Record growth of EV registrations tempered by rise in CO2 emissions from tailpipes and cuts to EV car grants
The UK government must deliver new policies to support the take-up of low and zero emissions cars if its is to keep pace with the rollout of greener cars across the EU, Britain's motoring industry warned today.
The latest figures for new car registrations, released by industry body the Society of Motor Manufacturers & Traders (SMMT), reveal record registrations of hybrid, electric, and hydrogen cars in the UK last year, with year-on-year growth topping 20 per cent.
Petrol electric hybrids remained the most popular choice for drivers, enjoying 21.3 per cent growth in 2018 with more than 81,000 new cars registered. But plug-in hybrids also logged a good year, with registrations up almost 25 per cent in 2018. And pure electric vehicles continued to enjoy solid growth, with sales up 13.8 per cent year-on-year.
However, behind the encouraging headline numbers SMMT was quick to note that with just 15,474 pure electric vehicles registered, the sector still makes up only 0.7 per cent of the overall market - streets behind Norway where figures last week suggested nearly a third of new vehicles were electric last year. More broadly, growing demand for alternative fuelled vehicles is failing to offset the impact on average emissions of falling demand for diesel vehicles, meaning that average emissions for new vehicles rose last year for the second year in succession.
Fears are mounting that a pan-industry slowdown could undermine efforts to accelerate the transition to cleaner vehicles. Annual registrations for all car types fell for the second year running in 2018, by 6.8 per cent to just over 2.3 million. The fall is largely explained by the ongoing collapse in diesel sales - down 29 per cent in 2018 - according to SMMT, as car buyers shy away from the technology in the wake of the 'dieselgate' scandal and amid local authority crackdowns city centre particulate pollution.
Only today London Mayor Sadiq Khan launched a major new awareness campaign to urge motorists to check if their vehicles meet the tough new standards of the capital's incoming Ultra Low Emissions Zone (ULEZ). From April vehicles that fail the stringent emissions standards will be forced to pay an extra £12.50 per car or van, or £100 per bus, coach or lorry, on top of the city's existing congestion charge to enter central London under the scheme.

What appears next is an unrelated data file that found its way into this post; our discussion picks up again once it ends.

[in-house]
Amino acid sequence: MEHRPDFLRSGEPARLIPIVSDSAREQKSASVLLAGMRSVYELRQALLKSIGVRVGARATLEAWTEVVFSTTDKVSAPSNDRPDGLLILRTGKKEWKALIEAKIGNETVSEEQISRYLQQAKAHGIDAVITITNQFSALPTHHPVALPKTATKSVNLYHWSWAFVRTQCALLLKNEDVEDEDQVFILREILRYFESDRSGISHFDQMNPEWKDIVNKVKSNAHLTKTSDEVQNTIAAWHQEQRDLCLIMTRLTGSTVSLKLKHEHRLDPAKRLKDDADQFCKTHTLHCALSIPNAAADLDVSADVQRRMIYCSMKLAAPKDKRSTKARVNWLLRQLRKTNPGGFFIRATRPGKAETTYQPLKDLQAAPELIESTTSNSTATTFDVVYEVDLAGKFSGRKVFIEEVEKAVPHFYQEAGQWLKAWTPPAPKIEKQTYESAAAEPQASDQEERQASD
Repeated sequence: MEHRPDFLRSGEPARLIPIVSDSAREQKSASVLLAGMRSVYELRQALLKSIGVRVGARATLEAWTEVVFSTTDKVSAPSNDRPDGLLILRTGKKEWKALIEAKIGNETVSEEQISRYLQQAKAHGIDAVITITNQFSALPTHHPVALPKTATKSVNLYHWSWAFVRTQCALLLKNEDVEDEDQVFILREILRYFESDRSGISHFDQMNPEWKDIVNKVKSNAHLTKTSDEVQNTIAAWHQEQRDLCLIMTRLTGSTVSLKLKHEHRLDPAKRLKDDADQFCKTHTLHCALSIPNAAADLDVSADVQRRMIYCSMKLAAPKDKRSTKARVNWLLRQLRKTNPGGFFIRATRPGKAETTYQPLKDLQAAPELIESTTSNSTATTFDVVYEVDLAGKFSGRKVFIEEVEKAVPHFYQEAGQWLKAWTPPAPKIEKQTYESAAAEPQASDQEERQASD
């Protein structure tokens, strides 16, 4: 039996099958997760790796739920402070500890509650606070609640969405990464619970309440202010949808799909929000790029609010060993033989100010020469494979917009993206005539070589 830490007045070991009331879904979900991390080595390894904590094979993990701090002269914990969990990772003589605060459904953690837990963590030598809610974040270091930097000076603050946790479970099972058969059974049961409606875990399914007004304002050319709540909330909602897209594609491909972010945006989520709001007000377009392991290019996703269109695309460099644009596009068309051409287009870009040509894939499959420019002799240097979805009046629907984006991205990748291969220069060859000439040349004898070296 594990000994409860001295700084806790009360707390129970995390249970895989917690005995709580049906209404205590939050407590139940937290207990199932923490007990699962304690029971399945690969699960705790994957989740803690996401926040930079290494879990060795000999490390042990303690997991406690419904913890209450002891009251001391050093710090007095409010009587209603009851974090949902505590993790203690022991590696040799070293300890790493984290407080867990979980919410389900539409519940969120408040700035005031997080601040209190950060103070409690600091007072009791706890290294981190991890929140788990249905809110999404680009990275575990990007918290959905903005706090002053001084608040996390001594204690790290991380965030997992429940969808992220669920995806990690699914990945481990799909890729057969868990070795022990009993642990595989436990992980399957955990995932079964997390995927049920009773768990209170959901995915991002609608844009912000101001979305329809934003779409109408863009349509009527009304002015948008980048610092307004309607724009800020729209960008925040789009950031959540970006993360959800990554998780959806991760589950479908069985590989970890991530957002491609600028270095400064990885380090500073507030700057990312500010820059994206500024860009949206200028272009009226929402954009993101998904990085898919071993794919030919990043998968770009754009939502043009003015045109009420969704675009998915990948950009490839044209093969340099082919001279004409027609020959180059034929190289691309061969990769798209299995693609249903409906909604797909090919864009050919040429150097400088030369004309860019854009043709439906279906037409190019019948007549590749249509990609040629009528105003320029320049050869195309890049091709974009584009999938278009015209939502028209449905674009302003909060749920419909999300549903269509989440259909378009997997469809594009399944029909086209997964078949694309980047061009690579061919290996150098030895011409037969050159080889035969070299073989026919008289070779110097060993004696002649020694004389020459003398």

Wider market uncertainty over Brexit and changes to regulations have also dented consumer and business confidence, SMMT added. Registrations in the fleet sector were down 7.3 per cent in 2018, while smaller business operators posted a 5.6 per cent decline in new car registrations.
It all adds up to paint a worrying picture for the UK car industry, and while some environmental campaigners maintain that falling sales is an encouraging trend green car advocates fear plans to cut the carbon impact of transport could be hampered by weak market sentiment. The shift away from diesel may have sparked record growth in the electric and hybrid sector, but it has also encouraged more people to switch to petrol engines or hold on to their old cars for longer, SMMT chief executive Mike Hawes warned. That has led to an increase in tailpipe emissions for the second year running according to the SMMT, with its data revealing the UK new car fleet average CO2 rose by 2.9 per cent to 124.5g/km in 2018. "The move away from diesel is having a significant impact," SMMT concluded.